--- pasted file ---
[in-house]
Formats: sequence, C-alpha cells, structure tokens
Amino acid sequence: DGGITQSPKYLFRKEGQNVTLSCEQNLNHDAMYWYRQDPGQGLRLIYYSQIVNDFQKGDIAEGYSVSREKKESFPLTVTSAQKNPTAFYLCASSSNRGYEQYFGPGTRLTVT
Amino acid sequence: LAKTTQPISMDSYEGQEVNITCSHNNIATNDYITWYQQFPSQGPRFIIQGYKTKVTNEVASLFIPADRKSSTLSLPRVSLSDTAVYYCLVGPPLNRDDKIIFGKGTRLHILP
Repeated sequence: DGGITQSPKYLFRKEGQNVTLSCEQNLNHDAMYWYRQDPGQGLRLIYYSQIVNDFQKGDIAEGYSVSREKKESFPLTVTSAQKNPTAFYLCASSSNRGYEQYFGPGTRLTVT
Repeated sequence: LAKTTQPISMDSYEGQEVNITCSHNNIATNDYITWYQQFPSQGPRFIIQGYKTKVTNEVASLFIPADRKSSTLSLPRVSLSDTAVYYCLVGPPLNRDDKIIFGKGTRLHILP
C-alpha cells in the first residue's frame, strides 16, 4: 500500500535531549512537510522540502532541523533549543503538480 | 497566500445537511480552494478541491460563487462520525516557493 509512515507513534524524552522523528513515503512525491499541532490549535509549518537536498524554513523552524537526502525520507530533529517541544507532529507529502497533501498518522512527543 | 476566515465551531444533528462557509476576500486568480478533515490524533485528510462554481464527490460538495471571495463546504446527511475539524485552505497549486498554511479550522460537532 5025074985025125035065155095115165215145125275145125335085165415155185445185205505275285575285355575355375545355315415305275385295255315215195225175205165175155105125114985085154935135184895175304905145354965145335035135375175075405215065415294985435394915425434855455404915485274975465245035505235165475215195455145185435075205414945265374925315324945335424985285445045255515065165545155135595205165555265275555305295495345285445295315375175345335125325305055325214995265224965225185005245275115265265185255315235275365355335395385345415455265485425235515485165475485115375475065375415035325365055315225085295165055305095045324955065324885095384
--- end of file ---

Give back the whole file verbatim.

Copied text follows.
[in-house]
Formats: sequence, C-alpha cells, structure tokens
Amino acid sequence: DGGITQSPKYLFRKEGQNVTLSCEQNLNHDAMYWYRQDPGQGLRLIYYSQIVNDFQKGDIAEGYSVSREKKESFPLTVTSAQKNPTAFYLCASSSNRGYEQYFGPGTRLTVT
Amino acid sequence: LAKTTQPISMDSYEGQEVNITCSHNNIATNDYITWYQQFPSQGPRFIIQGYKTKVTNEVASLFIPADRKSSTLSLPRVSLSDTAVYYCLVGPPLNRDDKIIFGKGTRLHILP
Repeated sequence: DGGITQSPKYLFRKEGQNVTLSCEQNLNHDAMYWYRQDPGQGLRLIYYSQIVNDFQKGDIAEGYSVSREKKESFPLTVTSAQKNPTAFYLCASSSNRGYEQYFGPGTRLTVT
Repeated sequence: LAKTTQPISMDSYEGQEVNITCSHNNIATNDYITWYQQFPSQGPRFIIQGYKTKVTNEVASLFIPADRKSSTLSLPRVSLSDTAVYYCLVGPPLNRDDKIIFGKGTRLHILP
C-alpha cells in the first residue's frame, strides 16, 4: 500500500535531549512537510522540502532541523533549543503538480 | 497566500445537511480552494478541491460563487462520525516557493 509512515507513534524524552522523528513515503512525491499541532490549535509549518537536498524554513523552524537526502525520507530533529517541544507532529507529502497533501498518522512527543 | 476566515465551531444533528462557509476576500486568480478533515490524533485528510462554481464527490460538495471571495463546504446527511475539524485552505497549486498554511479550522460537532 5025074985025125035065155095115165215145125275145125335085165415155185445185205505275285575285355575355375545355315415305275385295255315215195225175205165175155105125114985085154935135184895175304905145354965145335035135375175075405215065415294985435394915425434855455404915485274975465245035505235165475215195455145185435075205414945265374925315324945335424985285445045255515065165545155135595205165555265275555305295495345285445295315375175345335125325305055325214995265224965225185005245275115265265185255315235275365355335395385345415455265485425235515485165475485115375475065375415035325365055315225085295165055305095045324955065324885095384